Click (or tap, depending on the device) is the mother of interactivity. With clicks, components are added and removed, data is saved and deleted, pages are opened, and animations are played.

To make your prototypes react to user clicks, you need to do two things:

  1. Add an event listener to a container you expect users to interact with.
  2. Specify instructions that you want to be executed when the click is detected.

Events and instructions

Let's start with a pair of buttons that change the value of the variable isUserLoggedIn when clicked:

<button @click="isUserLoggedIn = true">
  Log in
<button @click="isUserLoggedIn = false">
  Log out

The @click associated with the first button, for example, can be read as “when users click the button, assign the value true to the variable isUserLoggedIn”. Here’s the breakdown of the syntax:

  • @ indicates that this is an event listener.
  • click specifies the event you want to listen for.
  • isUserLoggedIn = true is the instruction you want to be executed when the event is triggered.

OK, but why change the values in the first place?

Just being able to display true or false on click doesn’t seem to have much value. However, in the next section of this course, you will learn how to show components and pages according to the value value of a variable. For example, a login screen will be shown when isUserLoggedIn is false and a newsfeed screen will be shown when it’s true. This means that clicks will be able to change screens by changing the value of a variable.

Assigning a value

As described in the Variables article, when you add a variable to the data container, you specify a name and a default value:

data: {
  doShowDetails: false,

To change the default value, you need to assign a new one. A single equals sign assigns a value on its right to a variable on its left:

<button @click="isUserLoggedIn = true">

Spaces around an equals sign are optional, but usually they improve the readability of your code.

From variable to variable and multiple instructions

Consider another example—a user fills out a form, presses the Submit button, and then information gets saved and displayed elsewhere:

To achieve this, you need:

  • A variable emailInput connected to the input form control with v-model.
  • Another variable emailSubmitted to store and display the submitted information.
  • An event listener to copy data from one variable to another on click.

The latter can be done by assigning the value of one variable to another variable. The button in the code below will assign the value of emailInput to emailSubmitted when clicked:


<input v-model="emailInput">
<button @click="emailSubmitted = emailInput">
  Sign up
<!-- left panel -->
<div>Submitted email: {{emailSubmitted}}</div>

To complete the prototype, you also need to clean up the input form control when the button is pressed. You can define multiple instructions for one event by separating them with a semicolon. The full-feature button also assigns an empty string to emailInput right after storing the value of emailInput in emailSubmitted:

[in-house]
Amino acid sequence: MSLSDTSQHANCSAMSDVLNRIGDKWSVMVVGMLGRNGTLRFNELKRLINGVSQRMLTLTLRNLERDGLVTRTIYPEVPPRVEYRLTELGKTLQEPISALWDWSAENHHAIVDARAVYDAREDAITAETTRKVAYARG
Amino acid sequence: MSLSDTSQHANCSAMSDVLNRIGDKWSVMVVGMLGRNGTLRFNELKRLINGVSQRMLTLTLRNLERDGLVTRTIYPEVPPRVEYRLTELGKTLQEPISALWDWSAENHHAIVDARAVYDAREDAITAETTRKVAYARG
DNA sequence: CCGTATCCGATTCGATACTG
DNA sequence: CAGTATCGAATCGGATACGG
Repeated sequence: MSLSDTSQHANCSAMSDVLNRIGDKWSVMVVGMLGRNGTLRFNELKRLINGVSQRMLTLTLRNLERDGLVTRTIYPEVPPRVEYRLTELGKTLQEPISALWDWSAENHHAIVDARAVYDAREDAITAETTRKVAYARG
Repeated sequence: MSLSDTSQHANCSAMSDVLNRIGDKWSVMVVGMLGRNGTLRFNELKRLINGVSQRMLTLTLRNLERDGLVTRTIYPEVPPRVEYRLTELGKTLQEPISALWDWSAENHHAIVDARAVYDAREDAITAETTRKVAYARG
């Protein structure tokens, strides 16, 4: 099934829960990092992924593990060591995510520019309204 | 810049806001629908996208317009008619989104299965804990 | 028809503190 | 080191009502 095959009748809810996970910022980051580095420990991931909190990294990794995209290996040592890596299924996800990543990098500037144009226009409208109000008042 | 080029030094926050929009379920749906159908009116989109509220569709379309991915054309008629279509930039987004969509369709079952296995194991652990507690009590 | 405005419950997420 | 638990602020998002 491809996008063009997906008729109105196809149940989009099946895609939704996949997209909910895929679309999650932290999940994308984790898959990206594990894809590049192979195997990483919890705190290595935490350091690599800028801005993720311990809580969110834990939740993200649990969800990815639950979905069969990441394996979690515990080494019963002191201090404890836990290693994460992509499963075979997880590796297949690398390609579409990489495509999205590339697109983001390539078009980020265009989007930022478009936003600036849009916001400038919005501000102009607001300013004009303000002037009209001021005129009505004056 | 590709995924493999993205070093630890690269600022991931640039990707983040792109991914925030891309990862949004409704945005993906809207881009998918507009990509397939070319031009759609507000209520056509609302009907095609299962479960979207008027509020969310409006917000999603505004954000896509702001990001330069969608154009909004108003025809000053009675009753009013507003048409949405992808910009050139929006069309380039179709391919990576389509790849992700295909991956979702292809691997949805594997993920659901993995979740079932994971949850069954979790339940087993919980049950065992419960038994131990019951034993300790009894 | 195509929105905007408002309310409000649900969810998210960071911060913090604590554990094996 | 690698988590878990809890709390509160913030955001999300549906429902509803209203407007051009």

<input v-model="emailInput">
<button @click="emailSubmitted = emailInput; emailInput = ''">
  Sign up
<!-- left panel -->
<div>Submitted email: {{emailSubmitted}}</div>

As a result:

  • When users input their data, it’s immediately stored in emailInput.
  • When the button is clicked, the data is copied to emailSubmitted.
  • Then emailInput is cleaned up so that the form is returned to its initial state.

Beyond button

You can add event listeners to any container, not only to a <button>. This means that you can design your components freely with <div>s and still allow for interactivity. What’s even more important, clicking the child elements of the parent container that has an event listener will also trigger an event:

In this example, @click listeners are added to parent containers that contain multiple containers. Clicking anywhere on these parent containers or their children triggers the events:

<div @click="selectedContact = 'Joe Cole'">
  <div>Joe Cole</div>
  <div>Have they heard of Klimt anyway?</div>
<div @click="selectedContact = 'Michael B. Jordan'">
  <div>Michael B. Jordan</div>
  <div>No way! Thursday was supposed...</div>
<div @click="selectedContact = 'Linnea Berthelsen'">
  <div>Linnea Berthelsen</div>
  <div>You: sounds good!</div>


Product card

Allow users to switch between photos by clicking on small circles under the preview:

  1. Fork your result of the task in the Displaying data article. You can also fork the prototype from the article.
  2. Below the image, add 3 buttons with click event listeners.
  3. On click, assign different URLs to imageUrl. The following images are used in the demo: light chair, darker chair, darkest chair.
  4. Different images should be rendered according to which button users click.

Profile information

Display information a user submits:

  1. Fork your result of Profile information task in the Connecting to forms article. You can also fork the prototype from the article.
  2. Create another set of variables to store submitted data. Display their values in the right column.
  3. Add a Submit button with a click event listener. On click
  • Assign the values of variables connected to form controls to variables used for displaying data.
  • Clear the values of the variables connected to forms to clear the form.